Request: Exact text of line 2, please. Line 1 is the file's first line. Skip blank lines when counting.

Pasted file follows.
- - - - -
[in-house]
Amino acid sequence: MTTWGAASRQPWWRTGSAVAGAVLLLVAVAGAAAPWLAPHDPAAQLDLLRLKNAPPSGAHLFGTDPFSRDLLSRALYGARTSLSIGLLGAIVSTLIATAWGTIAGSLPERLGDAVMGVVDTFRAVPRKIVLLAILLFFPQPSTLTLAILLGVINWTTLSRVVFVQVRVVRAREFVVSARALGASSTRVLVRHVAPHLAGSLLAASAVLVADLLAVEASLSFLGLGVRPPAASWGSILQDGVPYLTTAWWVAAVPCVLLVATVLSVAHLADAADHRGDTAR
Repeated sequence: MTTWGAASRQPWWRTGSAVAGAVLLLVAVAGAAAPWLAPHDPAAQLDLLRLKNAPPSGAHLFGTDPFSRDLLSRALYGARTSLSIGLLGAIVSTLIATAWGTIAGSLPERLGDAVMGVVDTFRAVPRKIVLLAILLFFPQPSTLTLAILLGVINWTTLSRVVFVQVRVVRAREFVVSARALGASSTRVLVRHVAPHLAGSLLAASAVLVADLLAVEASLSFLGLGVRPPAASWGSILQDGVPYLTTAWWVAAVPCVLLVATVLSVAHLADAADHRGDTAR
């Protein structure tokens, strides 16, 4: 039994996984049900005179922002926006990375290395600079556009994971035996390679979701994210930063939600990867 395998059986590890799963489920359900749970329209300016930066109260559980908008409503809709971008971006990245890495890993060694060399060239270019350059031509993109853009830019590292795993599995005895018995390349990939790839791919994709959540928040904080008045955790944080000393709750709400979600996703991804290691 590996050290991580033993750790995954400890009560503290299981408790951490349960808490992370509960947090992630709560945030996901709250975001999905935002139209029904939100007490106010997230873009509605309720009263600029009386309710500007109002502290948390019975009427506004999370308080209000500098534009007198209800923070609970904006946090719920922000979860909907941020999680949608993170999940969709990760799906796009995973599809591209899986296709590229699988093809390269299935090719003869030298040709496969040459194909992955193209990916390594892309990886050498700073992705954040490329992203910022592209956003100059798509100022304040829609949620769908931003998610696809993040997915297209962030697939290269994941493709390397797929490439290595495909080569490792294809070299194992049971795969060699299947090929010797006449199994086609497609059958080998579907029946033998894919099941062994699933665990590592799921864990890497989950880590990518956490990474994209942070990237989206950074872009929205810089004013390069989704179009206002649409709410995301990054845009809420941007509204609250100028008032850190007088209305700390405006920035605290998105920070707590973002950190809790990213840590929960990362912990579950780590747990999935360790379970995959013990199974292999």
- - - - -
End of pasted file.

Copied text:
Amino acid sequence: MTTWGAASRQPWWRTGSAVAGAVLLLVAVAGAAAPWLAPHDPAAQLDLLRLKNAPPSGAHLFGTDPFSRDLLSRALYGARTSLSIGLLGAIVSTLIATAWGTIAGSLPERLGDAVMGVVDTFRAVPRKIVLLAILLFFPQPSTLTLAILLGVINWTTLSRVVFVQVRVVRAREFVVSARALGASSTRVLVRHVAPHLAGSLLAASAVLVADLLAVEASLSFLGLGVRPPAASWGSILQDGVPYLTTAWWVAAVPCVLLVATVLSVAHLADAADHRGDTAR